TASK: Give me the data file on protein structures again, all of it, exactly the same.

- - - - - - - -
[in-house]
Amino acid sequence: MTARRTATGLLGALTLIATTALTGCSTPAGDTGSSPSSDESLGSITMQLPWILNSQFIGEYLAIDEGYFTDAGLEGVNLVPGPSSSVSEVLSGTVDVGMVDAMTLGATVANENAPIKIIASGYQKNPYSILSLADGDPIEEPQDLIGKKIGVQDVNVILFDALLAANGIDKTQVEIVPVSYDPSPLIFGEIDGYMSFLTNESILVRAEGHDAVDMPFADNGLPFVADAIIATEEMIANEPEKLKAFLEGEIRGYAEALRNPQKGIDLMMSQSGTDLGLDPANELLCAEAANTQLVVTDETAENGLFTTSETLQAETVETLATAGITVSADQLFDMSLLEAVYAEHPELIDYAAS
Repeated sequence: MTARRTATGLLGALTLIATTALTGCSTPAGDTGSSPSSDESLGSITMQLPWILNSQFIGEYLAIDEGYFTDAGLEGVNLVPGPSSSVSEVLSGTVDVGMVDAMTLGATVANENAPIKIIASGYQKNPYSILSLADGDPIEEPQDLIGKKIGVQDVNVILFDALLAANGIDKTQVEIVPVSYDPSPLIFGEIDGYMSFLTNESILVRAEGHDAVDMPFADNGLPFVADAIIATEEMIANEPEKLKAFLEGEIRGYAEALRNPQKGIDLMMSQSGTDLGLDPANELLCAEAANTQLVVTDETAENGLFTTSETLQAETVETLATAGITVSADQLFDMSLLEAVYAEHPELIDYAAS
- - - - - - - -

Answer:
[in-house]
Amino acid sequence: MTARRTATGLLGALTLIATTALTGCSTPAGDTGSSPSSDESLGSITMQLPWILNSQFIGEYLAIDEGYFTDAGLEGVNLVPGPSSSVSEVLSGTVDVGMVDAMTLGATVANENAPIKIIASGYQKNPYSILSLADGDPIEEPQDLIGKKIGVQDVNVILFDALLAANGIDKTQVEIVPVSYDPSPLIFGEIDGYMSFLTNESILVRAEGHDAVDMPFADNGLPFVADAIIATEEMIANEPEKLKAFLEGEIRGYAEALRNPQKGIDLMMSQSGTDLGLDPANELLCAEAANTQLVVTDETAENGLFTTSETLQAETVETLATAGITVSADQLFDMSLLEAVYAEHPELIDYAAS
Repeated sequence: MTARRTATGLLGALTLIATTALTGCSTPAGDTGSSPSSDESLGSITMQLPWILNSQFIGEYLAIDEGYFTDAGLEGVNLVPGPSSSVSEVLSGTVDVGMVDAMTLGATVANENAPIKIIASGYQKNPYSILSLADGDPIEEPQDLIGKKIGVQDVNVILFDALLAANGIDKTQVEIVPVSYDPSPLIFGEIDGYMSFLTNESILVRAEGHDAVDMPFADNGLPFVADAIIATEEMIANEPEKLKAFLEGEIRGYAEALRNPQKGIDLMMSQSGTDLGLDPANELLCAEAANTQLVVTDETAENGLFTTSETLQAETVETLATAGITVSADQLFDMSLLEAVYAEHPELIDYAAS